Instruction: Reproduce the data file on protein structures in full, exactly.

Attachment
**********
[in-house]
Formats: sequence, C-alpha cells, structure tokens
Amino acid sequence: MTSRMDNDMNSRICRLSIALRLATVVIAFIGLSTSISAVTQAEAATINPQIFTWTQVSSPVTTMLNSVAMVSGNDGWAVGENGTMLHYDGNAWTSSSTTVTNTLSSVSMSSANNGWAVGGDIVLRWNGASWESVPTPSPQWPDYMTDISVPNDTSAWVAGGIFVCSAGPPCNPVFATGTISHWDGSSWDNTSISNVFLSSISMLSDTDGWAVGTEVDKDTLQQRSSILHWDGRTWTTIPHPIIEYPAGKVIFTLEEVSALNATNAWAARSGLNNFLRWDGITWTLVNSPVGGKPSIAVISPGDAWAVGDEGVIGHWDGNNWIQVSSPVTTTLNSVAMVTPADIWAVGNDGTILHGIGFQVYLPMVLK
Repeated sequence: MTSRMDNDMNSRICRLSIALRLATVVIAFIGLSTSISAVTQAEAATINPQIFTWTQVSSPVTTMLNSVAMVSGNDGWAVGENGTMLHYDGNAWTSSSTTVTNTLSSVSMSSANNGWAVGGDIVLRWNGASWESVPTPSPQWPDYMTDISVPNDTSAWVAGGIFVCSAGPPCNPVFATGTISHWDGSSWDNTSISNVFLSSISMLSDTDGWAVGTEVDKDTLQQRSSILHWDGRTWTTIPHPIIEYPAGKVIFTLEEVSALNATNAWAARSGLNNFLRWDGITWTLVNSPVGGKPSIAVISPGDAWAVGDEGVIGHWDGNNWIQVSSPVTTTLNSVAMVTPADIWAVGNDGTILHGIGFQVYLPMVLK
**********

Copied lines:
[in-house]
Formats: sequence, C-alpha cells, structure tokens
Amino acid sequence: MTSRMDNDMNSRICRLSIALRLATVVIAFIGLSTSISAVTQAEAATINPQIFTWTQVSSPVTTMLNSVAMVSGNDGWAVGENGTMLHYDGNAWTSSSTTVTNTLSSVSMSSANNGWAVGGDIVLRWNGASWESVPTPSPQWPDYMTDISVPNDTSAWVAGGIFVCSAGPPCNPVFATGTISHWDGSSWDNTSISNVFLSSISMLSDTDGWAVGTEVDKDTLQQRSSILHWDGRTWTTIPHPIIEYPAGKVIFTLEEVSALNATNAWAARSGLNNFLRWDGITWTLVNSPVGGKPSIAVISPGDAWAVGDEGVIGHWDGNNWIQVSSPVTTTLNSVAMVTPADIWAVGNDGTILHGIGFQVYLPMVLK
Repeated sequence: MTSRMDNDMNSRICRLSIALRLATVVIAFIGLSTSISAVTQAEAATINPQIFTWTQVSSPVTTMLNSVAMVSGNDGWAVGENGTMLHYDGNAWTSSSTTVTNTLSSVSMSSANNGWAVGGDIVLRWNGASWESVPTPSPQWPDYMTDISVPNDTSAWVAGGIFVCSAGPPCNPVFATGTISHWDGSSWDNTSISNVFLSSISMLSDTDGWAVGTEVDKDTLQQRSSILHWDGRTWTTIPHPIIEYPAGKVIFTLEEVSALNATNAWAARSGLNNFLRWDGITWTLVNSPVGGKPSIAVISPGDAWAVGDEGVIGHWDGNNWIQVSSPVTTTLNSVAMVTPADIWAVGNDGTILHGIGFQVYLPMVLK